The Pagani Zonda remains one of rarest and most desirable track-focused exotics. The car that caught Juan’s eye is an “R” model, one of 10 made. These were hyper-focused track machines, using a Mercedes-Benz CLK GTR-derived 6.0-liter V-12 engine producing 780 horsepower. This car went back to the factory in 2014 to be further upgraded to “R Evolution” spec, gaining another 30 hp and a round of aero and chassis tweaks for more ferocious track performance. The Zonda R still holds the record as the fastest non-series, production-based, gasoline-powered car to lap the legendary Nürburgring Nordschleife, an astonishing 6 minutes, 47 seconds. RM Sotheby’s has not listed an estimate.
Gooding & Company: 1971 Ferrari 365 GTB/4 Daytona
When its rival Lamborghini broke new supercar ground with its mid-engine Miura in 1967, Ferrari stuck to its tried-and-true front-engine V12 berlinetta formula for the 365 GTB/4 Daytona. Although there was some interior comfort with power windows, air-conditioning, and a Voxson stereo, the Daytona was still a performance-focused machine with a 352-hp 4.4-liter V12 that could take the car to a 175-mph top speed. The coupe design was peak Pininfarina, from the pen of Leonardo Fioravanti. Ferrari built 1,406 Daytonas through 1973. The consignor reports passing up 10 other Daytonas to choose this unrestored example 32 years ago. The car, today with 25,000 miles from new, has won multiple awards. The auction house estimates it will bring $550K-$650K.
Keith Neelans – Northeast Region Manager
RM Sotheby’s: 2016 Porsche 911 R
Keith set his sights on two Porsches for his Amelia picks, including the same 1958 Speedster that Michelle is watching at the Gooding & Company auction. From RM Sotheby’s, he’s selected a 2016 Porsche 911 R. Porsche made just 991 of these lightweight, track-focused cars, delivering on customer requests for the GT3 RS 500-hp engine paired with a manual transmission rather than the PDK automatic. The R was stripped of some sound insulation and had pull straps in place of interior door handles, among other lightweight measures. This car shows just 742 miles from new. There is no pre-sale estimate, but you can be sure it will be more than the $214,000 it cost new, including $27,000 in options.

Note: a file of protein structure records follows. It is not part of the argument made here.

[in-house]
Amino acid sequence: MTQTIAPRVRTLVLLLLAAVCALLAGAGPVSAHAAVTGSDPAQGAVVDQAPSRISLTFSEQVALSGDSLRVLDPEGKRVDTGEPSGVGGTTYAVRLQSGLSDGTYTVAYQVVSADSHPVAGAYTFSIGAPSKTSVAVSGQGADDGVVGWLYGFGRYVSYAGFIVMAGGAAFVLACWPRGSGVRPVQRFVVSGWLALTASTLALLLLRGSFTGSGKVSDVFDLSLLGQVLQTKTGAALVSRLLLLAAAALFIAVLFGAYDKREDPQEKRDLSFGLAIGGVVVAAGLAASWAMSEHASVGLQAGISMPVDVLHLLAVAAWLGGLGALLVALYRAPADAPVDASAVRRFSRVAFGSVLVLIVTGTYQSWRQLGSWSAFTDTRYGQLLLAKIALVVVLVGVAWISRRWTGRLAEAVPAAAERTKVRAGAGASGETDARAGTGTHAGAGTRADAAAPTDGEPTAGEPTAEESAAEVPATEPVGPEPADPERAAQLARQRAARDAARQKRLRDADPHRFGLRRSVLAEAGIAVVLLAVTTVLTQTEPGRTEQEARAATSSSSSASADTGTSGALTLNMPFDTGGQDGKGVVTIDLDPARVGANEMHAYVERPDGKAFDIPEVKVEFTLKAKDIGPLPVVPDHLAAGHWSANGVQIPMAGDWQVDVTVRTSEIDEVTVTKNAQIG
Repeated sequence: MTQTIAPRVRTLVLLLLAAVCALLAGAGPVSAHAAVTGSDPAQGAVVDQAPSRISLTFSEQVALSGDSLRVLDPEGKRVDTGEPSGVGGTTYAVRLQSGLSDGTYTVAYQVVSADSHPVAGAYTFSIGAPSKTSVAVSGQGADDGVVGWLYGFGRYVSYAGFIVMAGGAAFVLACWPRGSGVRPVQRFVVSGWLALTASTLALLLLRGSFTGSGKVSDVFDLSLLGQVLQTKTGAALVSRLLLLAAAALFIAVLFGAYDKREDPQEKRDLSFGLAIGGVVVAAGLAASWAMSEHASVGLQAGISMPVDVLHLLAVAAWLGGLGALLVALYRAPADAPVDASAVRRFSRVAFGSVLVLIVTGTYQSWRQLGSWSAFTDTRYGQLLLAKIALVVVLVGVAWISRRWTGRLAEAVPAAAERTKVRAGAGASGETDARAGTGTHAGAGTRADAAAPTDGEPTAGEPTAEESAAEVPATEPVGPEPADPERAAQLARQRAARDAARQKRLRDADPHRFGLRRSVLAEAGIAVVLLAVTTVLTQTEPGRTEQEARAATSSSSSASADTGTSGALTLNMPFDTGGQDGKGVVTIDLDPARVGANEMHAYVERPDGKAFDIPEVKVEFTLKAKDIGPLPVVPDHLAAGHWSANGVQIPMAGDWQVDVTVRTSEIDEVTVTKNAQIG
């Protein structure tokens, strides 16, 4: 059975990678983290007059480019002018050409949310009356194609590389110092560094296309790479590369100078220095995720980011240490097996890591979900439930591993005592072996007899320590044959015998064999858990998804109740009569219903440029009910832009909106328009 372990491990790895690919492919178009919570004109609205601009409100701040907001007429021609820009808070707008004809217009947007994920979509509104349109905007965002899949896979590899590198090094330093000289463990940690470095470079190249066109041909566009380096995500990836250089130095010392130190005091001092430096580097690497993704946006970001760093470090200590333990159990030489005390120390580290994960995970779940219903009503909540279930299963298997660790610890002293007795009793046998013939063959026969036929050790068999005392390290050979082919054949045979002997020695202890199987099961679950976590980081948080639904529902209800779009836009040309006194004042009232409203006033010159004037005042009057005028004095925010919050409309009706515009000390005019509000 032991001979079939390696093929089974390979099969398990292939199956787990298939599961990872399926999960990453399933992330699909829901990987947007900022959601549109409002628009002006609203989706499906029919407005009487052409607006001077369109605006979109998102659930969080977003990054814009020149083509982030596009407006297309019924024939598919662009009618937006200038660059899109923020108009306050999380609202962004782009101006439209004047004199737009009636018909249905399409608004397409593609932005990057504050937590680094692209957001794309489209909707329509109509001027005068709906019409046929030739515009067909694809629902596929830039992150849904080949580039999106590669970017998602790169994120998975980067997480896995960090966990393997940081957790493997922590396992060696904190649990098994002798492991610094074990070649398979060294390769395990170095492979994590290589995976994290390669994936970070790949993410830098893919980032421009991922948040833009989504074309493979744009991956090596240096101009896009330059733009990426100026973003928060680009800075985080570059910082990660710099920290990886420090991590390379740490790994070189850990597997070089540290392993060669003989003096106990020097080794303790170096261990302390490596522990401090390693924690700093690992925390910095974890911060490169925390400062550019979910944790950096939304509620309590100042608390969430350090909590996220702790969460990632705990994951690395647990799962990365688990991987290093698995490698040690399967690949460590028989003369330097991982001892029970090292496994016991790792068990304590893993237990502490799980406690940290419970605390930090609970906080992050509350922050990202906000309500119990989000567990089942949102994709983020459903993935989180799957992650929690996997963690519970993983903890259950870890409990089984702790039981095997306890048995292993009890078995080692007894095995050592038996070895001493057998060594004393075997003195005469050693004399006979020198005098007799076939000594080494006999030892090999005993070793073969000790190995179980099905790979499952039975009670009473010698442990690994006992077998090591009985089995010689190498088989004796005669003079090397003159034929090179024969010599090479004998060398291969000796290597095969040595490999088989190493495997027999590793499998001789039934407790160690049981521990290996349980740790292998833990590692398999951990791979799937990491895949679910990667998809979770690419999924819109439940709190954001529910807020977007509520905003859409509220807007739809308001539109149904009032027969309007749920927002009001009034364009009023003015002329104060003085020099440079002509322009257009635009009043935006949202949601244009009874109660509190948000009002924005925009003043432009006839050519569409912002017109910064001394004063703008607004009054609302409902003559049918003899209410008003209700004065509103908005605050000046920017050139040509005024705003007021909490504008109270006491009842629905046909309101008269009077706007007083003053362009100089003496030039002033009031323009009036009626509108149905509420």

Chris Warren – Southeast Region Manager
RM Sotheby’s: 1965 Ferrari 275 GTS
In the Sixties, Ferrari split its 275 series into two distinct models, the GTB with a rear-mounted transmission, and the open 275 GTS with the transmission mounted more conventionally behind the 3.3-liter V12 engine. The designs for both were nothing alike, and that has made both must-haves in a Ferrari collection. The car offered is the 94th of just 200 made. It’s had just two owners from new, with the second, publishing magnate, Rodolfo Junco de la Vega, Jr., having acquired it in 1978. The 275 GTS had already been repainted from its original Ivory paint over a red leather cabin to Rosso over tan leather. This is yet another car with an “Inquire” note rather than a pre-sale estimate.
Gooding & Company: 1989 Porsche 911 Carrera Speedster
Chris’s pick from the Gooding & Co. sale makes it a Porsche trifecta for our Amelia auction picks. The automaker revived the fabled Speedster moniker for a 1989 limited edition, marking the end of the original 911 series before the arrival of the 964. The 911 Speedster cost $6,000 more than the standard 911 Carrera convertible. The car used a shorter, more raked windshield than that model, and a dual-hump cowl replaced the back seats and concealed a fabric folding top (not a full convertible roof). Just 823 were made. The car used the standard Carrera powertrain, a 217-hp 3.2-liter flat six with a five-speed manual transmission. This one was enjoyed for 22,000 miles and now has a pre-sale estimate of $180K-$220K.